Carrie McGavock’s labor of love . . . she is blessed!

George Cuppett wrote the names and information related to the identity of each soldier in the McGavock cemetery book (Jacobson: McGavock, pp. 39-44). After he finished the re-burials in mid 1866 he turned over the care of the book, and the dead, to the McGavock’s. Wood headboards were replaced with granite markers in 1896 by the John McEweb Bivouac veterans organization. The ongoing responsibility of maintaining the cemetery would fall on to the able and compassionate hands of Carrie McGavock, a labor of love she shouldered until her death in 1905. The original book is on display upstairs in Carnton.

It would fall to the McGavock’s to care for the nearly 1,500 Confederate dead for the remainder of their lives. John died in 1893 and Carrie in 1905. Carrie’s shepherding of the fallen of Franklin lasted 41 years. Rev. John W. Hanner was quoted in The Confederate Veteran magazine praying, mentioning about Carrie in 1905 (CV 30, p. 448):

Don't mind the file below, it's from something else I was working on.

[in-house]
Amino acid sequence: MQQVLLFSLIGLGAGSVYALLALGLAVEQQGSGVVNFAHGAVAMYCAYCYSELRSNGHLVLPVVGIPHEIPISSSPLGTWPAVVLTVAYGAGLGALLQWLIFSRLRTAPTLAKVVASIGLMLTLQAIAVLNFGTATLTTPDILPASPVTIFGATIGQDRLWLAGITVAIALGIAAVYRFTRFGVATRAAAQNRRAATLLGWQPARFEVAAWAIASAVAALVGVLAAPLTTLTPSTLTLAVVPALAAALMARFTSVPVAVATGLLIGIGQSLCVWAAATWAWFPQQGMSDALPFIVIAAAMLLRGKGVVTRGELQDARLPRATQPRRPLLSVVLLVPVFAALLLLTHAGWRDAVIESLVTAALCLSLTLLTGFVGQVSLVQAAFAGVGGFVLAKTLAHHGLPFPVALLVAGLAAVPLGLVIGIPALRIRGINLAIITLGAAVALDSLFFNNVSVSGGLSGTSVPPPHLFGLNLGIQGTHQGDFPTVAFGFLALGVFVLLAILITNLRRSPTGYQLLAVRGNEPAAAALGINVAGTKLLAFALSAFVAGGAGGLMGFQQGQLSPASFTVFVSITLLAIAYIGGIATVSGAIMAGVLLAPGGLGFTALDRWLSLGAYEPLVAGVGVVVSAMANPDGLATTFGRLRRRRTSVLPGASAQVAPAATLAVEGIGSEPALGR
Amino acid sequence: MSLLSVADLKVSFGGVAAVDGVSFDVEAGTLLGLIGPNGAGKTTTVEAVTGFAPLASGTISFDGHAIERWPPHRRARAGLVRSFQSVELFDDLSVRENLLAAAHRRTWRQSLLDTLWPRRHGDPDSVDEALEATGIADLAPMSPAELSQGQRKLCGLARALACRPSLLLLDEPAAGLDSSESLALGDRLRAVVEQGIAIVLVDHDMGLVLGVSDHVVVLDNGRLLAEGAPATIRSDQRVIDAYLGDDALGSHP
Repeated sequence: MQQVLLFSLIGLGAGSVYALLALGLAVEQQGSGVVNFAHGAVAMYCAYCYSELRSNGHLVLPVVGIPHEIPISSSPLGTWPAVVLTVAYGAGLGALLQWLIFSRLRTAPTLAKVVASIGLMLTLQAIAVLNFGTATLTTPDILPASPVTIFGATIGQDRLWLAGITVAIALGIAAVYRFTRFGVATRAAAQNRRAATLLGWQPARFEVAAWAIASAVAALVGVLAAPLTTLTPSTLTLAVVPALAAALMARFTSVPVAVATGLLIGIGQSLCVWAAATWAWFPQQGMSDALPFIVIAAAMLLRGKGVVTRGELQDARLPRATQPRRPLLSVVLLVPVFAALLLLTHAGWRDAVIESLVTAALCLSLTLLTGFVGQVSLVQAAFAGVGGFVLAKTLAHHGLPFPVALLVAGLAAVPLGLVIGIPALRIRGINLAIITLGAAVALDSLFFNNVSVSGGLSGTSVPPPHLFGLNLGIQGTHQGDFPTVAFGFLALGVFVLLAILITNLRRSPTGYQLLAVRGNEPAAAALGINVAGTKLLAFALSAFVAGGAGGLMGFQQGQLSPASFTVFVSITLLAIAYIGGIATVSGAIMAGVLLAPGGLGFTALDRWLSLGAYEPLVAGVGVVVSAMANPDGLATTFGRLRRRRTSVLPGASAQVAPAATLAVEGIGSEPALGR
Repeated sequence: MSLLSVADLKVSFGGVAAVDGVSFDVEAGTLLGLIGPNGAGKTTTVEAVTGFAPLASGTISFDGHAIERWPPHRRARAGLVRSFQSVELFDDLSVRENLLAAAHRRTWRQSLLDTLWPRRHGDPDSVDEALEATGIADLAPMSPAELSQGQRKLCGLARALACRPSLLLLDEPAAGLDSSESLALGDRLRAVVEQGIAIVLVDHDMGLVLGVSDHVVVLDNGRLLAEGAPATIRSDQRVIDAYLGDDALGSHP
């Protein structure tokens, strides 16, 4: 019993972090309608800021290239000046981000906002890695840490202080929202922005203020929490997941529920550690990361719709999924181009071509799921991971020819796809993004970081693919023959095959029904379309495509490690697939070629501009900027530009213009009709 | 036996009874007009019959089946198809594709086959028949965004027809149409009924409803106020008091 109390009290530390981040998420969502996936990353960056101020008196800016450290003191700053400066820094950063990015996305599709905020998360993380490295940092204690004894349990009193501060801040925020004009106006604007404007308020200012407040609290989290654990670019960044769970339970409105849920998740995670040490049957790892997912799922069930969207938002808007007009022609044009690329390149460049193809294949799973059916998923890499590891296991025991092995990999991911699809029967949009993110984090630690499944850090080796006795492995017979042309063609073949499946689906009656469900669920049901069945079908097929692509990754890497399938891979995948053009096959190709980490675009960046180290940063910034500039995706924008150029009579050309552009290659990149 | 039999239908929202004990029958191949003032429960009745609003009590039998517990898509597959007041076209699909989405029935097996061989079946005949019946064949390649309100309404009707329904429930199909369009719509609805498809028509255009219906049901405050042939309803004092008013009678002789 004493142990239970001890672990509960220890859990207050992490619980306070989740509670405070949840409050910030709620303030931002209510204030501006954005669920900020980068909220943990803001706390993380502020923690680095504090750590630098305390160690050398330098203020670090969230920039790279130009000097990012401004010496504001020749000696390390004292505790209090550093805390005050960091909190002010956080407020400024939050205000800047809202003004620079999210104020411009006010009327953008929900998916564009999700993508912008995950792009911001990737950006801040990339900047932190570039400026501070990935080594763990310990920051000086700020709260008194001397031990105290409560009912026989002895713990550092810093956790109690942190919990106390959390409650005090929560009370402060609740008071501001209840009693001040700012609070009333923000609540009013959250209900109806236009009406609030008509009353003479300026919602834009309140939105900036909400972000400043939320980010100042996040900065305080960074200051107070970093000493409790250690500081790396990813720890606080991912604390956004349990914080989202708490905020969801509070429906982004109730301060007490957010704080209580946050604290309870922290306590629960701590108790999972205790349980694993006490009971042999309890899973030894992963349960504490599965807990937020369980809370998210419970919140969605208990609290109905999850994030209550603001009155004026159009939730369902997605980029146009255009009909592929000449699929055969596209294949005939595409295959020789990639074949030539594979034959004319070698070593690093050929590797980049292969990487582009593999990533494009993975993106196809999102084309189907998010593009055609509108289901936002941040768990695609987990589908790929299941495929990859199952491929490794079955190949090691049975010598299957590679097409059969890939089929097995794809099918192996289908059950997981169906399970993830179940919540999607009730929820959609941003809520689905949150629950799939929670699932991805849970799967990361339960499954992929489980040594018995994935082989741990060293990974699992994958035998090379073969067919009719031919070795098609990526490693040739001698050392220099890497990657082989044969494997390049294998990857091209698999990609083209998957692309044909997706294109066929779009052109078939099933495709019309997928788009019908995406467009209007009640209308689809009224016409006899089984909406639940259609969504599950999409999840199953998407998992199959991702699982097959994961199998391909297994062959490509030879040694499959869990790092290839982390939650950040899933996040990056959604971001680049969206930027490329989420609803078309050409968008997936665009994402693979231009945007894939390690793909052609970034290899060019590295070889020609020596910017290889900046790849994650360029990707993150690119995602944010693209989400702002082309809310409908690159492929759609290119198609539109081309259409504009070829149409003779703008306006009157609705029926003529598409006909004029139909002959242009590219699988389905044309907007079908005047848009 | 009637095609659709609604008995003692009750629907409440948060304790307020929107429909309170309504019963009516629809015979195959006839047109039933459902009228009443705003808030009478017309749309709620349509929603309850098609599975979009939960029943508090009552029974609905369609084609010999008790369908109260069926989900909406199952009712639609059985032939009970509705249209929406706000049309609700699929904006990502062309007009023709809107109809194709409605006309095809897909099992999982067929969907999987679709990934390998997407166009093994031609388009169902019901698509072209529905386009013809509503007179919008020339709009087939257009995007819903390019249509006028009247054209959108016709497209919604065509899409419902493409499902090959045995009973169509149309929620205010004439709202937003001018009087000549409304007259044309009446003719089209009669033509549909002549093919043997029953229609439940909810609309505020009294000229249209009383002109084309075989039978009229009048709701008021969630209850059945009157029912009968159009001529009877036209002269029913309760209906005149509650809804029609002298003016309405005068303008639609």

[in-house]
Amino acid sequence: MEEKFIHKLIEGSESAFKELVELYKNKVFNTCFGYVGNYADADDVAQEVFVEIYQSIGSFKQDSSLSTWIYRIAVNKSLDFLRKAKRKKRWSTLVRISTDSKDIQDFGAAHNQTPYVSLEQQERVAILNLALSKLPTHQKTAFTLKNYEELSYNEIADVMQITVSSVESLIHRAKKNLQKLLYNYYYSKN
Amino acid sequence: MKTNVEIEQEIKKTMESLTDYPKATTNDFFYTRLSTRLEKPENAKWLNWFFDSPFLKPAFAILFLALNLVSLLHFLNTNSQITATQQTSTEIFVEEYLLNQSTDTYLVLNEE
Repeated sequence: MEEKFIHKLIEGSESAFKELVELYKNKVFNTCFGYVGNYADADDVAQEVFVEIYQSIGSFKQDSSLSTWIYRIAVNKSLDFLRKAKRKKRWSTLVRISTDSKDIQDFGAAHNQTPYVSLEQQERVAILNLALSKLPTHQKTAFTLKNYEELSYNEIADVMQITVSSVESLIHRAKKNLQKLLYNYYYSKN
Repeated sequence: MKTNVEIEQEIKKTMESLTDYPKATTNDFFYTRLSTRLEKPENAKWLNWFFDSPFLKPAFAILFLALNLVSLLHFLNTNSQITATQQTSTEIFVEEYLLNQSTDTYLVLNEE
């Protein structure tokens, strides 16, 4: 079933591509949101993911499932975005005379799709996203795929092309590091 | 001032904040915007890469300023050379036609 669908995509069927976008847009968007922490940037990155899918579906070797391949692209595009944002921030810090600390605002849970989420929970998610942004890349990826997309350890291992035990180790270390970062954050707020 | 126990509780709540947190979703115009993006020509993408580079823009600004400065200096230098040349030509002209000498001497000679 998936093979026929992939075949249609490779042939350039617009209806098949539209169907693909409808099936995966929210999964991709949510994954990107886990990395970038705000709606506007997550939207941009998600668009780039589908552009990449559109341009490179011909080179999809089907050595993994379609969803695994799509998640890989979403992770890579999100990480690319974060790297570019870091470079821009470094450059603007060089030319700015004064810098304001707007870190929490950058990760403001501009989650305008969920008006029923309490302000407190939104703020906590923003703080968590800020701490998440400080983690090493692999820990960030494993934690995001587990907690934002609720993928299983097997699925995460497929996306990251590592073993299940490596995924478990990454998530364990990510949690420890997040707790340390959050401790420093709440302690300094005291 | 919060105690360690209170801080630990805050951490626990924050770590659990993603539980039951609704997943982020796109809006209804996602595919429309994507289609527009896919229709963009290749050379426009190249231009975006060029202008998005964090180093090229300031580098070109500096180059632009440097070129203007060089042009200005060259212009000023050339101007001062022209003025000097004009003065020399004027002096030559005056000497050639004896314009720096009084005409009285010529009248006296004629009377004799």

We thank thee for the . . . feeble knees she lifted up, for the many hearts she comforted, the needy ones she supplied, the sick she ministered unto, and the boys she found in abject want and mothered and reared into worthy manhood. In the last day they will rise up and call her blessed. Today she is not, because thou hast taken her; and we are left to sorrow for the Good Samaritan of Williamson County, a name richly merited by her. (Quoted in Jacobson:McGavock, p. 37)

Time has not been favorable to the identities of the soldiers though. Today 780 Confederate soldiers’ identities are positively identified, leaving some 558 as officially listed as unknown.

Today, the McGavock Confederate Cemetery is the largest privately owned-maintained military cemetery in the United States. The Franklin Chapter of the United Daughters of the Confederacy have maintained the cemetery now since 1905.

Source: excerpted from the Wikipedia article (authored by Tellinghistory, the owner of this blog site)

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